Two weeks ago, the blue-chip S&P 500 index advanced to a Shiller P/E of 24.6 (S&P 500 divided by the 10-year average of inflation-adjusted earnings). Notably, even using 10-year averaging, the implied profit margin embedded into Shiller earnings is about 18% above the historical norm. On normal profit margins, the Shiller P/E would now be at an even more extreme 29. Jim Chanos notes that more stocks are trading above three times book value today than at the 2000 market peak, which is largely because of a speculative runup in secondary issues. Indeed, small cap stocks and over-the-counter Nasdaq stocks have outpaced even the S&P 500 in recent months. Last week, Barron’s magazine bubbled “this is a golden era for initial public offerings,” describing the IPO market as “white hot,” featuring a flood of new offerings – mainly small cap growth ventures.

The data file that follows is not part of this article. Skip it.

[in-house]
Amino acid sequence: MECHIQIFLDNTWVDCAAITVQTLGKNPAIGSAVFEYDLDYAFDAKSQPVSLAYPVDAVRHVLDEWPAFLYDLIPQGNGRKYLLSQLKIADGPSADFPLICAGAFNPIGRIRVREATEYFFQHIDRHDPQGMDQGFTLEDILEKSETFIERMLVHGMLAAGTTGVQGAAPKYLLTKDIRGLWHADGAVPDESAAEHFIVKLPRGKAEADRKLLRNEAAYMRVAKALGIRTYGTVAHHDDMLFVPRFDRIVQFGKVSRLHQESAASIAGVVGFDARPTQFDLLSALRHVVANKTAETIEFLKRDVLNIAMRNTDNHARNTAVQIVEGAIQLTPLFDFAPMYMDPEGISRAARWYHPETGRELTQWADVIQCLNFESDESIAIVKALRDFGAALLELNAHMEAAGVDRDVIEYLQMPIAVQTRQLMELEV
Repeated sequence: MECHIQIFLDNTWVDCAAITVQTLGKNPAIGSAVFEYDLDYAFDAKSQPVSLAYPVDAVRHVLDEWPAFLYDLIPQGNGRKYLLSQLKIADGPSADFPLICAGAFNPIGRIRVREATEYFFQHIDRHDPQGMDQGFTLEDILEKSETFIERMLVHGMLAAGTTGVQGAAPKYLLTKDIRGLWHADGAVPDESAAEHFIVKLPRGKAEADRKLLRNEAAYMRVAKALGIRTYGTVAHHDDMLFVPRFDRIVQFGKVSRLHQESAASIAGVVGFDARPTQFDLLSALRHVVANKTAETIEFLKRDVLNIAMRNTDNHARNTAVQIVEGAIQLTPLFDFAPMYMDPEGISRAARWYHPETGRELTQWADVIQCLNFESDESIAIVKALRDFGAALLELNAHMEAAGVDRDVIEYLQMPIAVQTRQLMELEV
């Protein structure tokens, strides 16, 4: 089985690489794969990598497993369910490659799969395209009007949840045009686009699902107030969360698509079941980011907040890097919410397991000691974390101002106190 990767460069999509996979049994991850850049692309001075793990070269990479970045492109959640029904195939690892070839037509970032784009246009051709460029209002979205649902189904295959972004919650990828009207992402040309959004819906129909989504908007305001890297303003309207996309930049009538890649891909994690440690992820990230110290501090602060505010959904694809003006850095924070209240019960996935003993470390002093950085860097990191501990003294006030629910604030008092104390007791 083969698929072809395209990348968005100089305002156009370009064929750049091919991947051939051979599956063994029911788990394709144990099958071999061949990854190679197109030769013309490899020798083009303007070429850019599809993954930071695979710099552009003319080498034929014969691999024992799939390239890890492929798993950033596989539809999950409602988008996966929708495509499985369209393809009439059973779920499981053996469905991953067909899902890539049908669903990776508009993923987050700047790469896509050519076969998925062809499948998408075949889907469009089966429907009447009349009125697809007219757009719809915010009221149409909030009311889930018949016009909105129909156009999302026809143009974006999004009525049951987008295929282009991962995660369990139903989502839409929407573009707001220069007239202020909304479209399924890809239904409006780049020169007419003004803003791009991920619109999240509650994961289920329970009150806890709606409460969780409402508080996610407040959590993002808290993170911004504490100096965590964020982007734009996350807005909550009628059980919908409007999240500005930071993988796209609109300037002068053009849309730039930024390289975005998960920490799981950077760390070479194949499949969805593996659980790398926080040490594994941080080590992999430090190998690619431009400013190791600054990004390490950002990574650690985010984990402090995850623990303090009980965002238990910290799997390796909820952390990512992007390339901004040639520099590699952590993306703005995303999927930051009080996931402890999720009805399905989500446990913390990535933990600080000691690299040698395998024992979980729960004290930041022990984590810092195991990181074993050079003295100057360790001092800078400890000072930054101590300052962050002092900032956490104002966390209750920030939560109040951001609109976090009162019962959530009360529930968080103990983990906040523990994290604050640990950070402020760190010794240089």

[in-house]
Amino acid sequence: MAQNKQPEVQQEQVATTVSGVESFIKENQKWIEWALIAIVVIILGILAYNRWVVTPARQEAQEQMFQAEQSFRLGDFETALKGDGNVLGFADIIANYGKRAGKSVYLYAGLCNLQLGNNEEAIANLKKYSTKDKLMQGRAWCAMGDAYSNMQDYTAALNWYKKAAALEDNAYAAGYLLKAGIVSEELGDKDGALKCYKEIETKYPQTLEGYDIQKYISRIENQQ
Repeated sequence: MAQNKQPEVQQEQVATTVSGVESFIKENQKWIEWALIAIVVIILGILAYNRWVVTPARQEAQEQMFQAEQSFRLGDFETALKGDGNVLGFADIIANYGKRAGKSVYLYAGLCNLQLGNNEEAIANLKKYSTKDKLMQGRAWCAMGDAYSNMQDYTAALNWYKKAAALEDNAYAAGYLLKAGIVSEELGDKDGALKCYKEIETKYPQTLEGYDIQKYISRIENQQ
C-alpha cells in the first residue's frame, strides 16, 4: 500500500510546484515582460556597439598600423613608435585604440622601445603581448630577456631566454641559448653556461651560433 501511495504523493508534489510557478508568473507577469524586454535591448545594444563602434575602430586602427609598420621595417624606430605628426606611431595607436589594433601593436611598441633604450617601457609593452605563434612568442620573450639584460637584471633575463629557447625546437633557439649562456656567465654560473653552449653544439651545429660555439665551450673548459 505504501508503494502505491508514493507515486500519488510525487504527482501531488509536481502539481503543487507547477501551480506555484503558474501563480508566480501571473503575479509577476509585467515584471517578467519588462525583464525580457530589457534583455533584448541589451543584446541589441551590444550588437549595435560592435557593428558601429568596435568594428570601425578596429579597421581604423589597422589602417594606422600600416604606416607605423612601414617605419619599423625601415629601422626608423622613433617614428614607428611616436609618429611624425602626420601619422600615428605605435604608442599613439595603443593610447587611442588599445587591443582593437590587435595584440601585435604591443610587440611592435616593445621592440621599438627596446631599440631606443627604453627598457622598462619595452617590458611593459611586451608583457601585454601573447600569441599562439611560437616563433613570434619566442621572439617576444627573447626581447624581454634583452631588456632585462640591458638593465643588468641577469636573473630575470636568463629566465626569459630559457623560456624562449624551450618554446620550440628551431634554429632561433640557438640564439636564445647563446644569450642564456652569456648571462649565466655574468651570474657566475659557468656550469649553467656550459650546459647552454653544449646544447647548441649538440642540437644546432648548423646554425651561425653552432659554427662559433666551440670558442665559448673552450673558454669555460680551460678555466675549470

All of this enthusiasm seems rather encouraging, unless one is familiar with market history, in which case one has to wince at the almost creepy re-emergence of these speculative hallmarks, in sequence. A couple of weeks ago, I quoted the words of former NYSE Chairman Bernard Lasker just before the 1969-1970 market plunge, but I slightly abridged the quote. Here’s a longer version:
“I can feel it coming…. a whole new round of disastrous speculation, with all the familiar stages in order – a blue-chip boom, then a fad for secondary issues, then an OTC play, then another garbage market in new issues and finally the inevitable crash. I don’t know when it will come but I can feel it coming and, damn it, I don’t know what to do about it.”